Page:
In my opinion, there are two aspects to language teaching that are really tricky. The first most kids seem to do without too much help ? they learn to talk.  They listen to their parents and other people around them and begin to understand what is being said, then they start to talk.  The second is teaching them how to read. If you have an older child who can read and talk, this area becomes easier. It depends on the child, but some can just be handed an e-reader or book, and will avidly read a large selection of books. For others, they may need to have assigned reading time. In our family, we find that the kids tend to use the time travelling to read. Our family will discuss books that we?ve read or audiobooks that we?ve listened to. This is done in place of having formalised book reports like you would have in a classroom.  We understand that reading, spelling, and grammar are some of the biggest educational issues for travelling families, so they will be covered in other articles.  

Foreign Languages

What about teaching foreign language while travelling overseas? You?ll hear the locals using it, and there will be a reason to learn it. Your child will probably learn a few words and phrases of the language just to get around even if you are there for a short time, or you may spend longer in that region and the child may begin to speak the language. It will seem relevant, and they will be more inspired to learn. 

Learning Maths on the Road

Math is one subject where many homeschooling and travelling families have widely differing approaches. You may choose to cover maths from a text book or curriculum. Others may make the child calculate how long it will take to get to the next town when travelling at a certain speed, calculate the amount of change needed at the shops, or convert one currency to another. The approaches taken vary dramatically on age and child, and this will be the focus of a future article.  It is just too much detail to cover here.


How to teach Science on the road

?I couldn?t possibly teach science, I don?t know it well enough myself?

?I couldn?t possibly teach science, I don?t know it well enough myself,? is a common stumbling block for homeschooling families, particularly as the children get older. We?ve found that travelling often helps with teaching science. We?ve found a perfect skeleton of a kangaroo with bones picked clean by scavengers. We?ve seen the effects that an ancient inland sea has had on the landscape in central Australia, and then seen sand that is half-way between being sand and sandstone. We?ve learnt about how opals are formed, and different types of rocks and how they are formed. We?ve laid on the ground staring up at the sky with a sky chart to find the various constellations and planets.

Any and all of the Science subjects can be learnt just from the places you visit. How much you focus on these, and the depth you go in to them will depend on you, your child(ren), and how interesting you find the particular topic.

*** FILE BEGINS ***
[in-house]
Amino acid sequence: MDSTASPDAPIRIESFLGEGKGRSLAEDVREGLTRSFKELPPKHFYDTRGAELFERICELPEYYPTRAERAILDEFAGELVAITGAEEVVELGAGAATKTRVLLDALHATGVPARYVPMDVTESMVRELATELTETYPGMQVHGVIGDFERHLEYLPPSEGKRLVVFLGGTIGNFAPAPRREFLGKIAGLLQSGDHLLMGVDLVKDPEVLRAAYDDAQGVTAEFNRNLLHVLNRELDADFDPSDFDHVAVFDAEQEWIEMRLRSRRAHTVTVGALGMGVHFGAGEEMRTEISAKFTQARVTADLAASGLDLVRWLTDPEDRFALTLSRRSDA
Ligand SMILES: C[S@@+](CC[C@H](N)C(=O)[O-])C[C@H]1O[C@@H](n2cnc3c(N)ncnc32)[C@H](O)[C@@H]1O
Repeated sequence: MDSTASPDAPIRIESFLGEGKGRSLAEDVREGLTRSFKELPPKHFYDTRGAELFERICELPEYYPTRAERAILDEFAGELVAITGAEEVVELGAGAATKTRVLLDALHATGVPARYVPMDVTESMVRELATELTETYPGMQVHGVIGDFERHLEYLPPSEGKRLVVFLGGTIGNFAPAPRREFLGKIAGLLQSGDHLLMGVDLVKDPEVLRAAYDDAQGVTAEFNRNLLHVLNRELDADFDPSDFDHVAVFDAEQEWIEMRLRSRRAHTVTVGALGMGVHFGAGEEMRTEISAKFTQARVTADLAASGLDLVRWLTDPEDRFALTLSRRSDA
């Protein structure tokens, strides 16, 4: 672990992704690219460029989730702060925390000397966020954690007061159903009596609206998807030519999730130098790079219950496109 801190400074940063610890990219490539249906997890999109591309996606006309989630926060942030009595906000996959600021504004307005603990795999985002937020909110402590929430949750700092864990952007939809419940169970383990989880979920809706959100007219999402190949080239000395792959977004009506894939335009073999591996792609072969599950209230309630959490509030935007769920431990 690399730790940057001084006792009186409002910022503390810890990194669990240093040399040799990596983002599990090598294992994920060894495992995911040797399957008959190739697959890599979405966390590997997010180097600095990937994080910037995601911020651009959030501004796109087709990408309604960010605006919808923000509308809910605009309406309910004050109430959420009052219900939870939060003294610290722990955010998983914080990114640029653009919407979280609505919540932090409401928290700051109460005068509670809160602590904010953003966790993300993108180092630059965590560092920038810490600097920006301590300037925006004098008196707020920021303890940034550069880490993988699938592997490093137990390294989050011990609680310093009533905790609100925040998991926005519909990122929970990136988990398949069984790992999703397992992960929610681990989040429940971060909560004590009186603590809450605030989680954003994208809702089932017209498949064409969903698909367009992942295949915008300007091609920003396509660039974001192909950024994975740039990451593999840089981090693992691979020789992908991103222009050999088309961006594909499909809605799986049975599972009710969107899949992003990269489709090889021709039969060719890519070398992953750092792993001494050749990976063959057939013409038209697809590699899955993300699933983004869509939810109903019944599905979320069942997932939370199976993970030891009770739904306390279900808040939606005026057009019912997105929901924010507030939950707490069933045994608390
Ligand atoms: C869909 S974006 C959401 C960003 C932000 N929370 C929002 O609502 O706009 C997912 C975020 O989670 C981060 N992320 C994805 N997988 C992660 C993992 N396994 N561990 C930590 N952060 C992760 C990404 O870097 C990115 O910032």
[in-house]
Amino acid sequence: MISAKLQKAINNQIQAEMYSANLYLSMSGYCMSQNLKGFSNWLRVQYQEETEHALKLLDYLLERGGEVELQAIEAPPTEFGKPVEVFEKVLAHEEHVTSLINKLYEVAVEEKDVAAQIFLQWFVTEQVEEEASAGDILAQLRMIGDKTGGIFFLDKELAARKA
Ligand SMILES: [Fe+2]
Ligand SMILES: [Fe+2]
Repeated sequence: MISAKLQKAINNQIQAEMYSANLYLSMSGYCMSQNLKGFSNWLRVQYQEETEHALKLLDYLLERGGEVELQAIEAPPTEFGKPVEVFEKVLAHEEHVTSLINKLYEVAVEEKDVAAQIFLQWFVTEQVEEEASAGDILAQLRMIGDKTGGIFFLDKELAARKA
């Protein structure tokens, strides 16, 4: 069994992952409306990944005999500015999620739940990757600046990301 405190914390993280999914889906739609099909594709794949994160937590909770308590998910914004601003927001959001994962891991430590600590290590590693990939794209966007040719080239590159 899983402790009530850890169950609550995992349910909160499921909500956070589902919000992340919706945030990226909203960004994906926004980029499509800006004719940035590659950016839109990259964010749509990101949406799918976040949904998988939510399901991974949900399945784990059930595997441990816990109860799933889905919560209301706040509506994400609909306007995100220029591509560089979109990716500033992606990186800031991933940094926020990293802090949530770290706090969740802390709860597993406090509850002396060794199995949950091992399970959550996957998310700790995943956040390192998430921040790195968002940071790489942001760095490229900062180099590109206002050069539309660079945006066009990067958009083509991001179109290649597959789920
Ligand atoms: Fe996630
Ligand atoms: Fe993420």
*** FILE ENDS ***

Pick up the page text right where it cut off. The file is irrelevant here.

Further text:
Get inspiration from others

To finish with, I?d like to share a few examples that I?ve seen recently in family travel blogs:

?Soul Travellers 3? recently blogged about their sponsored travel trip to Jordan, and their daughter?s opportunity to see this peaceful country, surrounded by many others that are currently undergoing massive civil unrest.  

Family On Bikes” have summarised some of the best learning experiences they had in 3 years of cycling from Alaska to Argentina.

?Travels With A Nine Year? recently described how she used staying in Catholic monasteries in Asia to explain some of the religion to her son.

?Vagabond Kids? shared how they experienced classic Indian transport and a traditional Indian wedding.

1 Dad, 1 Kid, 1 Crazy Adventure” discussed experiencing a communist country in Cuba.

The kids from ?The Edventure Project? shared with ?The Great Family Escape? their experience of riding in the typical South American Chicken Bus.

?Our Travel Lifestyle? has discussed the logistics of carrying enough resources for homeschooling.

And across at ?Livin On The Road?, my own 10-year-old son has recently shared his views on what it is like to be road-schooled from a child’s perspective.

What is the right way to Home/Road School?

Ultimately, there is no right or wrong way to home/road school, just different opportunities to teach and educate your children. In future articles we’ll be giving you some suggestions on how to take advantage of different opportunities that you’ll come across every day in your travels.  We’ll discuss different styles and methods, curriculums and resources.

In the comments below we’d love to hear any unique opportunities you have had to teach your children something based on the location you were travelling through. In my article above I have outlined how we taught our children about Australia?s convict past while walking around the historical prison at Port Arthur. Share with us some of your favourite experiential teaching opportunities.